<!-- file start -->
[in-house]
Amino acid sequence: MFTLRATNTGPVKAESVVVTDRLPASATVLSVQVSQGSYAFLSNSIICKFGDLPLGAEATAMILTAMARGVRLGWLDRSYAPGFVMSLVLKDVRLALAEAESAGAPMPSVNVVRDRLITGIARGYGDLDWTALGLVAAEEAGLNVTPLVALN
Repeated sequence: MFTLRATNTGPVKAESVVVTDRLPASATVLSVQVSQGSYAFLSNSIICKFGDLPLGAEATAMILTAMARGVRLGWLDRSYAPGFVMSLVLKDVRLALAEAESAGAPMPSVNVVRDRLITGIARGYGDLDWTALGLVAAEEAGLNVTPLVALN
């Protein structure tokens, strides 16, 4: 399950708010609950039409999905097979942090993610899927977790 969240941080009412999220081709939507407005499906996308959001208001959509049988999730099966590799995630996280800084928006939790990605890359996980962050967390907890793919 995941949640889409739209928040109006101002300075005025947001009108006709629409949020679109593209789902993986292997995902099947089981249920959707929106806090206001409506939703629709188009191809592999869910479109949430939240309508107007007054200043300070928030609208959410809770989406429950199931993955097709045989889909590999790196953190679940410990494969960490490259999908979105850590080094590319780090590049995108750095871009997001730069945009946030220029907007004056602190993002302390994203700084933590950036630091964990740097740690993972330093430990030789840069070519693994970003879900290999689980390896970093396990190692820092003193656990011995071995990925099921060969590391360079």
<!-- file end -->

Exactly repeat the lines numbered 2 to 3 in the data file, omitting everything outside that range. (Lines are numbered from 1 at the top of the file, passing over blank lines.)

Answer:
Amino acid sequence: MFTLRATNTGPVKAESVVVTDRLPASATVLSVQVSQGSYAFLSNSIICKFGDLPLGAEATAMILTAMARGVRLGWLDRSYAPGFVMSLVLKDVRLALAEAESAGAPMPSVNVVRDRLITGIARGYGDLDWTALGLVAAEEAGLNVTPLVALN
Repeated sequence: MFTLRATNTGPVKAESVVVTDRLPASATVLSVQVSQGSYAFLSNSIICKFGDLPLGAEATAMILTAMARGVRLGWLDRSYAPGFVMSLVLKDVRLALAEAESAGAPMPSVNVVRDRLITGIARGYGDLDWTALGLVAAEEAGLNVTPLVALN